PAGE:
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The Scientific World Journal
Volume 2013, Article ID 465979, 5 pages
Clinical Study

Relation of Depression, Anxiety, and Quality of Life with Outcome after Percutaneous Transluminal Coronary Angioplasty

1Department of Psychiatry, Pravara Institute of Medical Sciences (Deemed University), Rural Medical College and Hospital, Loni, District Ahmednagar, Maharashtra 413736, India
2Department of Psychiatry, Armed Forces Medical College, Pune, Maharashtra 411040, India

Received 26 August 2013; Accepted 26 September 2013

Academic Editors: M. C. Mauri and R. R. Tampi

Copyright © 2013 Suprakash Chaudhury and Kalpana Srivastava. This is an open access article distributed under the Creative Commons Attribution License, which permits unrestricted use, distribution, and reproduction in any medium, provided the original work is properly cited.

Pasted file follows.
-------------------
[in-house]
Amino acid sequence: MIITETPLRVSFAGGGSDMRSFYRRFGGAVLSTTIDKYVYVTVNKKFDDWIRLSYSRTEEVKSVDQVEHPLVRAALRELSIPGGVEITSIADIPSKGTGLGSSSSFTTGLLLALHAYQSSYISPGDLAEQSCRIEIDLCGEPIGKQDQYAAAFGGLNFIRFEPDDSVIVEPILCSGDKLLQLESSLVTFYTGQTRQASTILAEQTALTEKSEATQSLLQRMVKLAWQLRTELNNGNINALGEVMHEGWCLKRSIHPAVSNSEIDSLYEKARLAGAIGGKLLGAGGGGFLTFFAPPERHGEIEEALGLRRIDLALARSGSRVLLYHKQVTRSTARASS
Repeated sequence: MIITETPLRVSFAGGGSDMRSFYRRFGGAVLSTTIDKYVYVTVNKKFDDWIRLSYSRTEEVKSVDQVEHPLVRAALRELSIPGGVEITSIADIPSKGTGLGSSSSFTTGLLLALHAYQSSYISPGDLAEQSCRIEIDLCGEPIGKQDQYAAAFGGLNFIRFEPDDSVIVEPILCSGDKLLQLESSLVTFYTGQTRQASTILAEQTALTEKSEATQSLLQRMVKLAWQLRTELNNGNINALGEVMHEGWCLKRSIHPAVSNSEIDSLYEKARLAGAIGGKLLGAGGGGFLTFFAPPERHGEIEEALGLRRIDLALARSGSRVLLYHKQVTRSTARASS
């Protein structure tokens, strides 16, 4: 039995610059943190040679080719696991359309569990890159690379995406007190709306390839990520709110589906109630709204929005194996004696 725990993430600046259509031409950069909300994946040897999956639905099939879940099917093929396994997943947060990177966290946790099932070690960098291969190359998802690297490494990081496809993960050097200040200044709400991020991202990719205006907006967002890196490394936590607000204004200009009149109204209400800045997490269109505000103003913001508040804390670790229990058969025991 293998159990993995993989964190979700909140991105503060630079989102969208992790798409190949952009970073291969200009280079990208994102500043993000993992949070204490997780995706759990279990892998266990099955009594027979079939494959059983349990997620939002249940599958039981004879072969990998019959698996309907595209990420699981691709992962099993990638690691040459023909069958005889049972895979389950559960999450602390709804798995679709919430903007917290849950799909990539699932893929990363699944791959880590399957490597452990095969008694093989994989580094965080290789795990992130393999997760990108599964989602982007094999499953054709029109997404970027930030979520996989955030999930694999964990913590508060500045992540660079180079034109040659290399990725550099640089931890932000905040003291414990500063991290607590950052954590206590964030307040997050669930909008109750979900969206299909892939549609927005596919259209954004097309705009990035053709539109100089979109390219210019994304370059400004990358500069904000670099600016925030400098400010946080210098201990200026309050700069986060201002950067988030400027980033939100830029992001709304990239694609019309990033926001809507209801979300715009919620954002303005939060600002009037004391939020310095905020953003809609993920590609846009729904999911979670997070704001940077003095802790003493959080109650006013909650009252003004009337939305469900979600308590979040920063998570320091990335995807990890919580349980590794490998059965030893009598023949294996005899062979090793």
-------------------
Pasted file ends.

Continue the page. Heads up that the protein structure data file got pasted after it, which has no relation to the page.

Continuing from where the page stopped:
Background. Despite, increasing number of percutaneous transluminal coronary angioplasty (PTCA) being performed, there is a paucity of Indian studies on the psychological effects of PTCA. Aim. To study the relation of anxiety, depression, and health related quality of life with outcome after PTCA. Methods. A total of 35 patients undergoing PTCA were included in the present project with their informed consent. All patients filled a specially designed proforma, the Hospital Anxiety and Depression Scale, Coronary Scale, Seattle Angina Questionnaire, and a health related quality of life measure (EQ 5D) one day before undergoing PTCA. Three days after PTCA patients were reassessed with the Hospital anxiety & depression scale, Seattle angina questionnaire and the EQ 5D. Results. Analysis showed that 46% had significant anxiety and 32.1% had significant depression before PTCA. Following successful PTCA, none of the patients had significant anxiety, and only 2 (3.6%) had significant depression. On the Seattle Angina Questionnaire, physical limitation reduced from 67.9 to 48. Disease perception improved from 21.2 to 37.1. On the EQ5D, the health status improved from 42.7 before PTCA to 78.7 after PTCA. Conclusion. Successful PTCA resulted in significant reduction in anxiety, depression, and physical limitation and improvement in disease perception and health status.